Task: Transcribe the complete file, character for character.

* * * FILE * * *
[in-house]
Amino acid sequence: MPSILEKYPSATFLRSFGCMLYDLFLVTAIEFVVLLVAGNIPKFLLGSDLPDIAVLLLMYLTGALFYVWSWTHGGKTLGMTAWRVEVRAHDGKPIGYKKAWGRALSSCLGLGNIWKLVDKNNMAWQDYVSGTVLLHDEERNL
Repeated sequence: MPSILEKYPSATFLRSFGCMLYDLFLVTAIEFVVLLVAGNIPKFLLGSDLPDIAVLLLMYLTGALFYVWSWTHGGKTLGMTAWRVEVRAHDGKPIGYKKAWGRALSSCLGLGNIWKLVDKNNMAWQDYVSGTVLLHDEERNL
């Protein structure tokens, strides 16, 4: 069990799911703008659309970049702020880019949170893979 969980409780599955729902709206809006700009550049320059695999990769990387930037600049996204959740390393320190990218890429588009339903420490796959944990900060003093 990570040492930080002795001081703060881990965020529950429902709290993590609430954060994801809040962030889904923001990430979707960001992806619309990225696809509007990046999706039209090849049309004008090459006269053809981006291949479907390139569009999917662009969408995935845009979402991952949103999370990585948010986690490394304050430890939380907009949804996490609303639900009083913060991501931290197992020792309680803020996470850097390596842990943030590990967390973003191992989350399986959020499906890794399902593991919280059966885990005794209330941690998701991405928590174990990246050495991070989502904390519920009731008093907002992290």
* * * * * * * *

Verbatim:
[in-house]
Amino acid sequence: MPSILEKYPSATFLRSFGCMLYDLFLVTAIEFVVLLVAGNIPKFLLGSDLPDIAVLLLMYLTGALFYVWSWTHGGKTLGMTAWRVEVRAHDGKPIGYKKAWGRALSSCLGLGNIWKLVDKNNMAWQDYVSGTVLLHDEERNL
Repeated sequence: MPSILEKYPSATFLRSFGCMLYDLFLVTAIEFVVLLVAGNIPKFLLGSDLPDIAVLLLMYLTGALFYVWSWTHGGKTLGMTAWRVEVRAHDGKPIGYKKAWGRALSSCLGLGNIWKLVDKNNMAWQDYVSGTVLLHDEERNL
């Protein structure tokens, strides 16, 4: 069990799911703008659309970049702020880019949170893979 969980409780599955729902709206809006700009550049320059695999990769990387930037600049996204959740390393320190990218890429588009339903420490796959944990900060003093 990570040492930080002795001081703060881990965020529950429902709290993590609430954060994801809040962030889904923001990430979707960001992806619309990225696809509007990046999706039209090849049309004008090459006269053809981006291949479907390139569009999917662009969408995935845009979402991952949103999370990585948010986690490394304050430890939380907009949804996490609303639900009083913060991501931290197992020792309680803020996470850097390596842990943030590990967390973003191992989350399986959020499906890794399902593991919280059966885990005794209330941690998701991405928590174990990246050495991070989502904390519920009731008093907002992290």